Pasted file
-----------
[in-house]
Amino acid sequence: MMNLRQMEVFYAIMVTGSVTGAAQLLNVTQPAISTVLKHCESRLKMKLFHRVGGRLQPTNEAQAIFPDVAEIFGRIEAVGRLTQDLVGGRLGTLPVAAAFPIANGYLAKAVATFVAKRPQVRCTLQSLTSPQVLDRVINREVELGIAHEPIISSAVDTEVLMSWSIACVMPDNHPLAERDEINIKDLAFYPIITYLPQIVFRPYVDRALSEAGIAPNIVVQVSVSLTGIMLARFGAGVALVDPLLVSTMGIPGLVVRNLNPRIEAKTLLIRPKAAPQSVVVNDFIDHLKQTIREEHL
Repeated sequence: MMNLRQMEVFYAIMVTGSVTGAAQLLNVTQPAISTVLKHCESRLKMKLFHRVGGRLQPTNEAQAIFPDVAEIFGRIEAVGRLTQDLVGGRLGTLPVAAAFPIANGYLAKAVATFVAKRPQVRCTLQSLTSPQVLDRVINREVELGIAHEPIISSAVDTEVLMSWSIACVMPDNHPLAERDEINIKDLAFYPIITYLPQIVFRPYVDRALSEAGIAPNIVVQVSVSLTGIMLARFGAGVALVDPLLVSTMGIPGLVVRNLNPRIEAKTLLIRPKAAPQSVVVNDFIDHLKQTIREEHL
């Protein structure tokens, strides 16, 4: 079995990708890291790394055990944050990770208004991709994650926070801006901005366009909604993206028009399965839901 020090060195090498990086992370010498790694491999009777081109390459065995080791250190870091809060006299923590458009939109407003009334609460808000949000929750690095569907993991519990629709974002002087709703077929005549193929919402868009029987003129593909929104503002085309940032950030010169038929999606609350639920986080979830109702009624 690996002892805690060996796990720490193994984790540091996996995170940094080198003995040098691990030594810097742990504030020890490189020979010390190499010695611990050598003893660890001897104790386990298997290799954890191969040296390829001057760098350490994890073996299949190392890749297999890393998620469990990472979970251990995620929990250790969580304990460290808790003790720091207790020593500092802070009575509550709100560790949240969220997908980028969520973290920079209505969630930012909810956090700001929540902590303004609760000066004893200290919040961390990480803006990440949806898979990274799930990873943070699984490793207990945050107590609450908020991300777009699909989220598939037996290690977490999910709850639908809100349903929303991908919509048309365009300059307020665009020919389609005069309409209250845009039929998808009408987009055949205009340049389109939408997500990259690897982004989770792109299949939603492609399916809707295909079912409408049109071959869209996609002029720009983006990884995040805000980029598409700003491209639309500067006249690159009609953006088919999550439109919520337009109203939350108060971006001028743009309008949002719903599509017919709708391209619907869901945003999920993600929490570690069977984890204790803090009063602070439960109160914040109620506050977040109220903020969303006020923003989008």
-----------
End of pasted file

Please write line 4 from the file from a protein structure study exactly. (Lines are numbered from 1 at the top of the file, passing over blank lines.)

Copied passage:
């Protein structure tokens, strides 16, 4: 079995990708890291790394055990944050990770208004991709994650926070801006901005366009909604993206028009399965839901 020090060195090498990086992370010498790694491999009777081109390459065995080791250190870091809060006299923590458009939109407003009334609460808000949000929750690095569907993991519990629709974002002087709703077929005549193929919402868009029987003129593909929104503002085309940032950030010169038929999606609350639920986080979830109702009624 690996002892805690060996796990720490193994984790540091996996995170940094080198003995040098691990030594810097742990504030020890490189020979010390190499010695611990050598003893660890001897104790386990298997290799954890191969040296390829001057760098350490994890073996299949190392890749297999890393998620469990990472979970251990995620929990250790969580304990460290808790003790720091207790020593500092802070009575509550709100560790949240969220997908980028969520973290920079209505969630930012909810956090700001929540902590303004609760000066004893200290919040961390990480803006990440949806898979990274799930990873943070699984490793207990945050107590609450908020991300777009699909989220598939037996290690977490999910709850639908809100349903929303991908919509048309365009300059307020665009020919389609005069309409209250845009039929998808009408987009055949205009340049389109939408997500990259690897982004989770792109299949939603492609399916809707295909079912409408049109071959869209996609002029720009983006990884995040805000980029598409700003491209639309500067006249690159009609953006088919999550439109919520337009109203939350108060971006001028743009309008949002719903599509017919709708391209619907869901945003999920993600929490570690069977984890204790803090009063602070439960109160914040109620506050977040109220903020969303006020923003989008």